Spring Has Sprung
By Kay W. Camenisch
When I was a child, about this time of year somebody would inevitably say, “Spring has sprung; the grass has ris. I wonder where the flowers is.” When I checked, I learned that the author is unknown and I also discovered that the common saying questions “where the birdies is,” rather than flowers. Anyway, that little poem keeps coming to mind, because the winter has been so warm.
The flowers have ris. Daffodils and crocus began blooming in the middle of February. Flowering bushes are now showing color, tree buds are ready to burst open, and grass is greening up.
I love Spring. It’s my favorite season of the year. I love the green grass, the splashes of color from flowers, birds returning, and farmers plowing their fields. But this year, it’s hard to be sure Spring has truly sprung.
A long cold spell and big snow could come tomorrow. Besides, the calendar says it’s winter. It’s a bit confusing. How do you know when Spring has sprung when warm days outnumber cold days all winter long?
This year reminds me of a winter in the mid to late 1980s. That year, I saw the first fully-opened daffodils on February 7. When I saw that cluster of bright yellow shining on a dreary winter day, I grieved. I wanted to tell them, “It’s too early! Go back to sleep before a cold snap comes, wilts your sunny heads, and cuts short your brief time of glory.”
But the cold snap never came and more and more flowers bloomed. Unfortunately, I didn’t enjoy any of them. I was too anxious about a hard freeze killing them. As weeks passed, I realized Spring arrived early that year.
But I missed it. Rather than enjoying my favorite season, I was anxious all the way through it. I felt robbed. I purposed then to never let that happen again. I can’t stop an early Spring, but I can choose to enjoy it.
This year, before mid February, I brought three daffodils into the house just before they opened, put them in a vase, and placed them where I could watch them. It felt like the sun was smiling at me as I worked. I’ve thoroughly enjoyed the season this year.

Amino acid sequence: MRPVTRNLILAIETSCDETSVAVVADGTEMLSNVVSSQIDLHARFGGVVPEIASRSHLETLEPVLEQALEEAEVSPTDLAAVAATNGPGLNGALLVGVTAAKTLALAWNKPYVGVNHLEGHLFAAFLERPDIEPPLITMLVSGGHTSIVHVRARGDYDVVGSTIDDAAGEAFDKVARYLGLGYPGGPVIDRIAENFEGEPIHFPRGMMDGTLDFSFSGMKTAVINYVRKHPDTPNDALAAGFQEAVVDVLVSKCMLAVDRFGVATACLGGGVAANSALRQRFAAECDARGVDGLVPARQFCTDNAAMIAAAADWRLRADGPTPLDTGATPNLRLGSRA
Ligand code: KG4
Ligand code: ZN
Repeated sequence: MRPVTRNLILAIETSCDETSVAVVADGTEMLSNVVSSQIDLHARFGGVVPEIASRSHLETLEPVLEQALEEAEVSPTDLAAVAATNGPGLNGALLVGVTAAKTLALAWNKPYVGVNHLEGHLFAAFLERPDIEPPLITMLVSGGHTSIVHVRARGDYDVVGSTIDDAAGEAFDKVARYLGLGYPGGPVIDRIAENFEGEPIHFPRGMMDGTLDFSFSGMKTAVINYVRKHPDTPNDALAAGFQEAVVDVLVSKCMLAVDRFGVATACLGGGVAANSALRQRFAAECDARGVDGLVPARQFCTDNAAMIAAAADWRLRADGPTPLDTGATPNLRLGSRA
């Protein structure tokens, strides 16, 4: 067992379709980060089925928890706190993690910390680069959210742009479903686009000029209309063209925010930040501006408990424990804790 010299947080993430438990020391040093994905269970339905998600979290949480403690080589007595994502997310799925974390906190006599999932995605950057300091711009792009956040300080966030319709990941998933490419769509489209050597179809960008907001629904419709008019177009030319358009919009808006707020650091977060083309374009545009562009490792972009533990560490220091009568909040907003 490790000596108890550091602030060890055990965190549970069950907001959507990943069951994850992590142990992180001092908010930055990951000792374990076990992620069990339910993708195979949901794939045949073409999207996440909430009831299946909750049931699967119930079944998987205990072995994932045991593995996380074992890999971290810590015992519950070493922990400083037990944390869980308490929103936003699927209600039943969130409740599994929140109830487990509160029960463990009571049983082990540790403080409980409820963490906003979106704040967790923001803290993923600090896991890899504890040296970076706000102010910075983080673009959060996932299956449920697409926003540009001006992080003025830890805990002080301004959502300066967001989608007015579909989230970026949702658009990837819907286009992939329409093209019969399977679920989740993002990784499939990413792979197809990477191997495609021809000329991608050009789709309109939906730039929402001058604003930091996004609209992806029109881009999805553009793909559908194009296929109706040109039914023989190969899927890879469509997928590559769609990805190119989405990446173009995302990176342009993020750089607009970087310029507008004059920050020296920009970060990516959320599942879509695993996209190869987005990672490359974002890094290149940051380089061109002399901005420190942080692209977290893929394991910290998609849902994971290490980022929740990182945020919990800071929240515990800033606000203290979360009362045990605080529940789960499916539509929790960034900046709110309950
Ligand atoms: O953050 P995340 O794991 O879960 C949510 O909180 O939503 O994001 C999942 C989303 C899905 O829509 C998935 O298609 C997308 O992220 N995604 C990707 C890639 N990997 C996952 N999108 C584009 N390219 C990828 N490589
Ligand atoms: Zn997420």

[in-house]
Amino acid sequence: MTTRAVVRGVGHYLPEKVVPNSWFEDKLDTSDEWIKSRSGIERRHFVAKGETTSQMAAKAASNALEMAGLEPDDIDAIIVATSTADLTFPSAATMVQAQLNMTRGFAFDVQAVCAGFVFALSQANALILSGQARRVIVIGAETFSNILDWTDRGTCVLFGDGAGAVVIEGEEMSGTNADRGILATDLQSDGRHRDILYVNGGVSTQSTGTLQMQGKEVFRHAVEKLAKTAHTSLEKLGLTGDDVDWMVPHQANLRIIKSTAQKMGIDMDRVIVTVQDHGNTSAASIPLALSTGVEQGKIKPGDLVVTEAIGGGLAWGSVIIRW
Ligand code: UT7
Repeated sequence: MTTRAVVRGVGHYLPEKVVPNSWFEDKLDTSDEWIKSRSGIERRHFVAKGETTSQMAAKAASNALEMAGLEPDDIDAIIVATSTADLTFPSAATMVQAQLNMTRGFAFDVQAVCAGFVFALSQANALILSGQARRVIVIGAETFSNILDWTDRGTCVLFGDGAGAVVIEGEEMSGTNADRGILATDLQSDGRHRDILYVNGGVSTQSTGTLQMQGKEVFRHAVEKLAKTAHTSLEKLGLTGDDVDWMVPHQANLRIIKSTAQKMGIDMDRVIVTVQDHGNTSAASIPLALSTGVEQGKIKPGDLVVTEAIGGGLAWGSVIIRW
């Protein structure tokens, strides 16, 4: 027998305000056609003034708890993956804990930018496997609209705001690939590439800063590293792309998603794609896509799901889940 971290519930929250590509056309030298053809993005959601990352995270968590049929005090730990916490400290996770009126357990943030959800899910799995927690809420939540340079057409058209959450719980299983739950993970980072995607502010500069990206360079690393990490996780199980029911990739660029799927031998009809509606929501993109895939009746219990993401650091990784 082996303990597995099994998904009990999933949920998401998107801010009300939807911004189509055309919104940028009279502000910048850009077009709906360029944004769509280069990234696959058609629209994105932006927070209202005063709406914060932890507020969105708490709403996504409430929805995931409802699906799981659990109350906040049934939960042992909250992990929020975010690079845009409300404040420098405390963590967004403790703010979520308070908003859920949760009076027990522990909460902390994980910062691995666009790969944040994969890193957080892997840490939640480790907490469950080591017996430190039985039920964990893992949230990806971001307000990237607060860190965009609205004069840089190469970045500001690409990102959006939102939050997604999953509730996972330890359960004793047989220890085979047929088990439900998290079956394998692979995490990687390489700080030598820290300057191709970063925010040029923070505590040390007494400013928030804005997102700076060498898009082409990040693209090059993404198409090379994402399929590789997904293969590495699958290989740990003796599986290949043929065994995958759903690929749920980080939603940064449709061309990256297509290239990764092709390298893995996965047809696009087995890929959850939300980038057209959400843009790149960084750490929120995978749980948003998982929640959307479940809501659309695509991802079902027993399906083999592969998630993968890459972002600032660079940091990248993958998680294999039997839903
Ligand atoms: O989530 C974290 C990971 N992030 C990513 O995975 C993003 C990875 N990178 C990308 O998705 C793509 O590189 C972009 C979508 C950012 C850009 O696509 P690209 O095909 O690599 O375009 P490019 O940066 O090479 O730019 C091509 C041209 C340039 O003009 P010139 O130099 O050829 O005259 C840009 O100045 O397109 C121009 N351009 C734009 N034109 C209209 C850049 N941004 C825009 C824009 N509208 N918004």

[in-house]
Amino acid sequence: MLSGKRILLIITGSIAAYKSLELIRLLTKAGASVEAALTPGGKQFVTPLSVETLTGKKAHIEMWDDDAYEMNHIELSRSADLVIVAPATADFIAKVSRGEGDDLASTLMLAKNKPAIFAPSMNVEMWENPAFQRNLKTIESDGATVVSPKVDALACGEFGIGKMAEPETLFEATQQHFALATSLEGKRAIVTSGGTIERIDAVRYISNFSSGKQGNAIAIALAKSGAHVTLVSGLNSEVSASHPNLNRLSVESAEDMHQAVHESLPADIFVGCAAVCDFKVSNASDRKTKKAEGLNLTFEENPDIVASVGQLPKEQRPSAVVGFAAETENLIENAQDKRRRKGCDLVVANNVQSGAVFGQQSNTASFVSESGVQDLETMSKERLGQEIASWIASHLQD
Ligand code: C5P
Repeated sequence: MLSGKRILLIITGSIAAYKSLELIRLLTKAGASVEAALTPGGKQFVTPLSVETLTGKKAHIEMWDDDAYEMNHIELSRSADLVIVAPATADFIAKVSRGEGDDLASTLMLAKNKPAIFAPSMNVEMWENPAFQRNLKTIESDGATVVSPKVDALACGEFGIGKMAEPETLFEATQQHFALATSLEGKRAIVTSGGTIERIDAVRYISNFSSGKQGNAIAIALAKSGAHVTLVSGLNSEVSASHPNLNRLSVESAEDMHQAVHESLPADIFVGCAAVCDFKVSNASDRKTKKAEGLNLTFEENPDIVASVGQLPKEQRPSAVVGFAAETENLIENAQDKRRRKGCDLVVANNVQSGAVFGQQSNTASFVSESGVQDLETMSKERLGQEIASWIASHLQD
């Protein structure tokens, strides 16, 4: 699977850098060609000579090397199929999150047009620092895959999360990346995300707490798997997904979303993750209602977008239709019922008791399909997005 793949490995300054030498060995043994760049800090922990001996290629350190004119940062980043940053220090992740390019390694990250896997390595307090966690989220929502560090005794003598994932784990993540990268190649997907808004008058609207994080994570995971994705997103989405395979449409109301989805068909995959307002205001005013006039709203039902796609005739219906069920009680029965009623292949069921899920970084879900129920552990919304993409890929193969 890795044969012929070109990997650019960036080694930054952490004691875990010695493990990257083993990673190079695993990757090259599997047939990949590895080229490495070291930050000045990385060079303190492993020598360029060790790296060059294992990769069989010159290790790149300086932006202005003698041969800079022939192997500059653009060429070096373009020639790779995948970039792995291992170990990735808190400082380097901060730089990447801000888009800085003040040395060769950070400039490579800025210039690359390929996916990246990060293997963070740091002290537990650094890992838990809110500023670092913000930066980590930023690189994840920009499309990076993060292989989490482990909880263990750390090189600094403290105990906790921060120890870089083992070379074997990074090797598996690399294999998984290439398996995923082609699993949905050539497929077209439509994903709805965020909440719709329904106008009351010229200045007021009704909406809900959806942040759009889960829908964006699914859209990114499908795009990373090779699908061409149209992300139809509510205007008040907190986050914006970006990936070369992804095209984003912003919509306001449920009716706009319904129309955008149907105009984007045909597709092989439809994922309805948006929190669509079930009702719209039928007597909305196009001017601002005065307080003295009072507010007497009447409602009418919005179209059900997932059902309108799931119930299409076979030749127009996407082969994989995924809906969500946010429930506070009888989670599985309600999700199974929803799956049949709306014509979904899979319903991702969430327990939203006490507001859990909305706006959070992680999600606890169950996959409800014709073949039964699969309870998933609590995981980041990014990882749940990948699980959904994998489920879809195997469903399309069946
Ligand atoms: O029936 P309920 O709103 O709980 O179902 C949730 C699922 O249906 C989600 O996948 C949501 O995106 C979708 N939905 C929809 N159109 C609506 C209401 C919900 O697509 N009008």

It’s made me realize that there are other things in life that we might not fully enjoy in the moment. Instead, we worry about the future. How many times have we moaned our loss as we thought of our children going to school for the first time, departing to college, or for married life? Our grief over anticipated separation steals the enjoyment of the day.
Some people are hampered at work because they fear losing their job. Likewise, a diagnosis of a debilitating illness can rob today’s pleasure, because we’re anxious about what tomorrow might bring. We seem oblivious to the fact that fretting steals our energy, life, and joy. Nor do we realize that it doesn’t alleviate the pain and struggles of tomorrow. Anxiety about what might happen is not only pointless, it’s counterproductive.
In Matthew 6:34, Jesus tells us,
“Do not be anxious for tomorrow; for tomorrow will care for itself. Each day has enough trouble of its own.”
Indeed. When we’re anxious, we add tomorrow’s trouble to today. Truly, each day already has enough trouble of its own.
Consequently, I’m enjoying our early Spring. I don’t know what tomorrow will bring, but I’m relishing in the life and beauty of today— fluffy clouds against a deep blue sky, greening lawns, waving daffodils, singing birds, colorful bushes, and tree tops tinged red from opening leaf buds. All of nature is proclaiming the season.
Spring won’t be official until March 20, but it’s Spring none the less. New life is breaking forth, and I’m going to enjoy every minute.
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Kay is a pastor’s wife, mother, grandmother, speaker, and author. She enjoys quilting and is the founder of Uprooting Anger, Inc.. Individuals, churches, and prison groups are using her workbook, Uprooting Anger: Destroying the Monster Within to find freedom from the bondage of anger through studying the Word and the power of God. Visit Kay's Web Site or send Kay your comments.
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